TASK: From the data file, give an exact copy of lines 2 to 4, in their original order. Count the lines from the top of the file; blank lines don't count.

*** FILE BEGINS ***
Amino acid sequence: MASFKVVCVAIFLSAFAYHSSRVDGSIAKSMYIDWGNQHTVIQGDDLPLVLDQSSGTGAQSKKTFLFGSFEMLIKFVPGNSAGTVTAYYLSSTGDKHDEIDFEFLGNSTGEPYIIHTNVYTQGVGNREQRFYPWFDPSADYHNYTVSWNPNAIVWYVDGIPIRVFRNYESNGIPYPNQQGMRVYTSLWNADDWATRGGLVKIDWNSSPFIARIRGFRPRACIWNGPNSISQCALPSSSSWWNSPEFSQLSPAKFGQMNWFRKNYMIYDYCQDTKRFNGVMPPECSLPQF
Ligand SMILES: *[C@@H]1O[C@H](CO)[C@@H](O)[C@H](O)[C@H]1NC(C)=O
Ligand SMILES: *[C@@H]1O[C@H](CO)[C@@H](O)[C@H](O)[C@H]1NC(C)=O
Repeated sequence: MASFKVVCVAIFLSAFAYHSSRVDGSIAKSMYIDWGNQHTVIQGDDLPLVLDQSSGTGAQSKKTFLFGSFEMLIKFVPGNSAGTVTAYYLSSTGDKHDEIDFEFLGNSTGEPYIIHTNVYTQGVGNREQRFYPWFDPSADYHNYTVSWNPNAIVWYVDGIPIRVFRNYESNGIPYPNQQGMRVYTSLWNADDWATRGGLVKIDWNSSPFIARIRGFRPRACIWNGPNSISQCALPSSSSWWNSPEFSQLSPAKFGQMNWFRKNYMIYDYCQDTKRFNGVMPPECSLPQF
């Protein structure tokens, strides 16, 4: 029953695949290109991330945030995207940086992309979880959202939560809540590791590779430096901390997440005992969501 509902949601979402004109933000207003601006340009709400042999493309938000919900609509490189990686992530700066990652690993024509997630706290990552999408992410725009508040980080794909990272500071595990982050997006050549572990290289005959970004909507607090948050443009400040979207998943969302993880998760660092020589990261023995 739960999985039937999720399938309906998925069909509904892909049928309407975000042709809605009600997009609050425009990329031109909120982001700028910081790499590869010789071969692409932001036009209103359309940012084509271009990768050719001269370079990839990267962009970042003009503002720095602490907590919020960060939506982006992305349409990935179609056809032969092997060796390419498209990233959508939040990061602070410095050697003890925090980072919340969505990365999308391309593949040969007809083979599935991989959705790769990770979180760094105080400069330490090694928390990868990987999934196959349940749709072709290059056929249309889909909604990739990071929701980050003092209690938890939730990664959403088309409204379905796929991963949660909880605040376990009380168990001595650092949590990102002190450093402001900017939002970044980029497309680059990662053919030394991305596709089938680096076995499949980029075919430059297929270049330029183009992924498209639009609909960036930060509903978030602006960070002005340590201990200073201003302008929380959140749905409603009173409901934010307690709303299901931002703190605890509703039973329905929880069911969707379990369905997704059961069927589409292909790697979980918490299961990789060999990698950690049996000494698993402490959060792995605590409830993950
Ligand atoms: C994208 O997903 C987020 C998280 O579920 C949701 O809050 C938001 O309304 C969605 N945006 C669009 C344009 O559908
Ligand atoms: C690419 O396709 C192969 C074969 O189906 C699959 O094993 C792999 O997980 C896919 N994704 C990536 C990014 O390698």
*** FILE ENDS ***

Ligand SMILES: *[C@@H]1O[C@H](CO)[C@@H](O)[C@H](O)[C@H]1NC(C)=O
Ligand SMILES: *[C@@H]1O[C@H](CO)[C@@H](O)[C@H](O)[C@H]1NC(C)=O
Repeated sequence: MASFKVVCVAIFLSAFAYHSSRVDGSIAKSMYIDWGNQHTVIQGDDLPLVLDQSSGTGAQSKKTFLFGSFEMLIKFVPGNSAGTVTAYYLSSTGDKHDEIDFEFLGNSTGEPYIIHTNVYTQGVGNREQRFYPWFDPSADYHNYTVSWNPNAIVWYVDGIPIRVFRNYESNGIPYPNQQGMRVYTSLWNADDWATRGGLVKIDWNSSPFIARIRGFRPRACIWNGPNSISQCALPSSSSWWNSPEFSQLSPAKFGQMNWFRKNYMIYDYCQDTKRFNGVMPPECSLPQF